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Old 05-14-2015, 09:44 PM   #1
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72 gallon tank 1 week old - cycle question

Hi all,

Kind of new at the saltwater hobby. Had a tank 15 years ago but I know things have changed since that.

I just set up a 72 gallon tank, bought a ro/di unit and filled it (1.024)
I put 80 pounds of live sand in and some bottled bacteria as well.
After 3 days, checked ph and all is well. Listening to testimonials from others about adding fish immediately, I put two small clowns in (1.5")

As of today (day two for the fish) all seems well, they are eating and seem very happy.
I want to put live rock in but should I wait till I see nitrates?
I checked nitrates today ( as well as ammonia ) they are all at 0.
Are they at 0 because of the live sand and bottled bacteria or have they not produced enough ammonia yet to start a cycle?
If I buy live rock from the LFS, can it be put right in?
I hear a lot about isn't "curing" I would thing this is already accomplished due to it coming from a tank at the store?.

Little confused, any help is appreciated.
Thank You.


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Old 05-15-2015, 01:16 PM   #2
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Hi. Welcome to the Salty Side.

It seems you have gotten yourself in a bit of a pickle here and I'll tell you why. When setting up a saltwater tank the live rock should go in first once the saltwater is in at the right salinity and temperature and along with a power head to keep the beneficial bacteria alive on the rock as that is your main filtration for your tank. Then you would usually add the sand in around the live rock. That's when you start testing for ammonia, nitrites and nitrates. If you are getting signs of Nitrates but no ammonia or Nitrite then thats a sign that your tank is ready for live stock. Best way to confirm is by adding a dead shrimp to the tank for a day, then take the shrimp out and test the levels, the beneficial bacteria should break this ammonia down into Nitrite level and then down into safer levels for livestock called Nitrates.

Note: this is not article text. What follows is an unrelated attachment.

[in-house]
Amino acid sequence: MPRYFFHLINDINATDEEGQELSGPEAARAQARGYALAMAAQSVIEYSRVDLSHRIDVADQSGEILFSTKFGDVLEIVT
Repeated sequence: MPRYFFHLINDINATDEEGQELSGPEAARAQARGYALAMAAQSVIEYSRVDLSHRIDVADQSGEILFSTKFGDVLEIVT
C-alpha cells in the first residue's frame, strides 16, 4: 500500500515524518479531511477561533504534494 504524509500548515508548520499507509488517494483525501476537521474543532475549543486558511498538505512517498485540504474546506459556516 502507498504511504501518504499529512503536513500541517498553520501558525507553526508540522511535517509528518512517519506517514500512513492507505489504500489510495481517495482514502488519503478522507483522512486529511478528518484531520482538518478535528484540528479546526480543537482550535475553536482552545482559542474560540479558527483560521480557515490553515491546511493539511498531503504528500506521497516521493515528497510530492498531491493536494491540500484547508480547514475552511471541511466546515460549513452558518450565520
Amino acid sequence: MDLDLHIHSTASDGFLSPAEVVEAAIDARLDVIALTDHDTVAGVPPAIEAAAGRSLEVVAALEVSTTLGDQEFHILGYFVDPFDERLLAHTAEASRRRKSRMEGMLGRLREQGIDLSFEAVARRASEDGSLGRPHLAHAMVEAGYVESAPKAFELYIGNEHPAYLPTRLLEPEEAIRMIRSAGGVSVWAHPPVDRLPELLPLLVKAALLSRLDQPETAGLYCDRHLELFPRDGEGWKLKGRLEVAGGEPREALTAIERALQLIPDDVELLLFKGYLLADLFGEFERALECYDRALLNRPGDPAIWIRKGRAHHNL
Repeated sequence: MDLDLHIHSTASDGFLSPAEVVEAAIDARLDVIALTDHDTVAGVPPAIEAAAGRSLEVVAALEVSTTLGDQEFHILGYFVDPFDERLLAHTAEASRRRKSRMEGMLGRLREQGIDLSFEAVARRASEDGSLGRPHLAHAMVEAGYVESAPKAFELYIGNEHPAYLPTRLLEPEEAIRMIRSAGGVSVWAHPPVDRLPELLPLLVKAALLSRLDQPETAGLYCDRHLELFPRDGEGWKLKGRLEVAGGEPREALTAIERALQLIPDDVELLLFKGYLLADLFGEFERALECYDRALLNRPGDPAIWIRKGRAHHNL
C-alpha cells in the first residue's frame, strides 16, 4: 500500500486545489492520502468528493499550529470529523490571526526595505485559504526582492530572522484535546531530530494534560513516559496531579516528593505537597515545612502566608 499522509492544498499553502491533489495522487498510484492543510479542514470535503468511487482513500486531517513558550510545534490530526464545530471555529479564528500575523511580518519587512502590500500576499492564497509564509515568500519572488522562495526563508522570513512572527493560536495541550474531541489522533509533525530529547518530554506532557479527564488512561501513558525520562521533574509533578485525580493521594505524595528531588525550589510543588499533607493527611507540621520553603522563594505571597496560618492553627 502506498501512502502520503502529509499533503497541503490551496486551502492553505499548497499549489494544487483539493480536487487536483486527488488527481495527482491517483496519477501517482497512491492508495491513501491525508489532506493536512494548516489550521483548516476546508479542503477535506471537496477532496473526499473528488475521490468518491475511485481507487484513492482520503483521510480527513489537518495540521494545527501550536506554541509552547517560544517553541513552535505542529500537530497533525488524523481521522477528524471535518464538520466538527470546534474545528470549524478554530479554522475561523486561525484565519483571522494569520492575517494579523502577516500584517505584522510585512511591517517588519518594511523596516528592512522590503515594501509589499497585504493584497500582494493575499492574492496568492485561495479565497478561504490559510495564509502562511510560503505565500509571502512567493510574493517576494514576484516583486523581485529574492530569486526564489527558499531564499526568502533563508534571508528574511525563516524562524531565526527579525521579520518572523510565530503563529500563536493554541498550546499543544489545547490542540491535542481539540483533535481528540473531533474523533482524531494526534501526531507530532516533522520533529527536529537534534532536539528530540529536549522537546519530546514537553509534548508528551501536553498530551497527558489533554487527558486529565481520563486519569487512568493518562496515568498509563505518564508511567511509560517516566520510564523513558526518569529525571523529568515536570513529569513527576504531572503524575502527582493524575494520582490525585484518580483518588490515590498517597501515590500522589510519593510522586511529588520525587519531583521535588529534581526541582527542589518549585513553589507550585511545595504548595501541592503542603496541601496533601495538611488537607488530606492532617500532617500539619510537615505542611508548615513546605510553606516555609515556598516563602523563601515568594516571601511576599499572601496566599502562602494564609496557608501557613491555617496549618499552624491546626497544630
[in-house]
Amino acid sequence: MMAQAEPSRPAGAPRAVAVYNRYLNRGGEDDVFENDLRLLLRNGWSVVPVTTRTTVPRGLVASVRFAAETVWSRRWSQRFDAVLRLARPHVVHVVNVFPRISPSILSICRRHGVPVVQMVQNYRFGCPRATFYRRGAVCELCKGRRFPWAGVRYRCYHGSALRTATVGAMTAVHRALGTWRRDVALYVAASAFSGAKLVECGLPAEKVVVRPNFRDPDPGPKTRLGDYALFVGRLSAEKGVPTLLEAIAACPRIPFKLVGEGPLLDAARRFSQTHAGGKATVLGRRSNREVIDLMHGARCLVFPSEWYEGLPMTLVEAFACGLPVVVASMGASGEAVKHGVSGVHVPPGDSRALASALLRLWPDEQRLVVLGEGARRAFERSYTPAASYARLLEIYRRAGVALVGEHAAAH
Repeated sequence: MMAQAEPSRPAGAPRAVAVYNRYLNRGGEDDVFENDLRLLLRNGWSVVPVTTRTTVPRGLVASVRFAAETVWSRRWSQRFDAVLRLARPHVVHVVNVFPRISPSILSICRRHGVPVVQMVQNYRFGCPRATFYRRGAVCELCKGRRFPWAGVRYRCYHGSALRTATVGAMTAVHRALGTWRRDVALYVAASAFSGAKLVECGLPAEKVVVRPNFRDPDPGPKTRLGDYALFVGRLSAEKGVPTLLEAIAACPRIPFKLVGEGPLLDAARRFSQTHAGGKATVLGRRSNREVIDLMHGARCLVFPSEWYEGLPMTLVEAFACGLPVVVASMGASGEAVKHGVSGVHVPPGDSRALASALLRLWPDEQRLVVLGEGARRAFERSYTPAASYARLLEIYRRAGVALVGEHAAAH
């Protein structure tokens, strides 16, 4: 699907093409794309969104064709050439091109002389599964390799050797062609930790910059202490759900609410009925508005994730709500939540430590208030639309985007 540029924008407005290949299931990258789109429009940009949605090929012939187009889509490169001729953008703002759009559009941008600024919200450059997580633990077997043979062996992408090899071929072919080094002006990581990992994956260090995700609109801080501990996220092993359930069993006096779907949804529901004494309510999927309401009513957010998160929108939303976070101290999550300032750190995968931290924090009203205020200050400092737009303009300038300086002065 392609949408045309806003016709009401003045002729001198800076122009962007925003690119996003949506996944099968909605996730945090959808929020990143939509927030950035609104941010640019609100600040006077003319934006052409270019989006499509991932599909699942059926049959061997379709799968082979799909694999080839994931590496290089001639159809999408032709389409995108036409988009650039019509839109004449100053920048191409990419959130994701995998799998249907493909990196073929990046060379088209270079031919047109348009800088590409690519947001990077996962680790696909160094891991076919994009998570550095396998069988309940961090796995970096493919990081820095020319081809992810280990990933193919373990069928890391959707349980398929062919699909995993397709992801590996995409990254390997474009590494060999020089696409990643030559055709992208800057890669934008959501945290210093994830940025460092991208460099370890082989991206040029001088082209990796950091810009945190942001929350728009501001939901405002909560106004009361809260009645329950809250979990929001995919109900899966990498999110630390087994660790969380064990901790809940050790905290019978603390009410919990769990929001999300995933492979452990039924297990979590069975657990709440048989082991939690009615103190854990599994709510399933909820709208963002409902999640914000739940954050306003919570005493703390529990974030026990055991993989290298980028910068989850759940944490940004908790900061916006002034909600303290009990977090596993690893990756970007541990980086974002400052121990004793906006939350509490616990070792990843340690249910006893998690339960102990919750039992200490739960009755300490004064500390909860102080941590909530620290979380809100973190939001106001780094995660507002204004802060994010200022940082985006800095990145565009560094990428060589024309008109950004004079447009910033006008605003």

You are right about the live rock you should buy them from a system which has cured live rock. As a beginner I would recommend purchasing them from a hobbyist who is closing their tank down, as you can see how long it has been setup and if the tank looks healthy. Usually they are sold half the price than your local aquarium shop. You should be looking for around 1 kilo of live rock per every 20 liters of your tank. 72 US Gallons is around 270 liters so around 15 kilos of live rock I would say is a good amount to keep up with your tank volume. In the past it were said to be 1 kilo per 10 liters but 20 liters seems to work for everyone to.

As of right now I would suggest that you either return the fish back to the store or keep it in a friends saltwater tank if they can hold it in their sump or something. If you add the live rock while you have fish in there, any die off from the live rock will mean there will definitely be ammonia present in your tank which is poisonous to your fish and any other livestock depending on how much die off there may be. It will cause a cycle meaning there's a chance your fish may not survive through this.

So keep it running but return the fish, then add the live rock in. After all levels look good you should be looking into a clean up crew like hermit crabs and snails before you add any fish. They will help to clear off any growth of algae and it will be their main source of food. Of course water quality also helps keep the tank clean by doing water changes.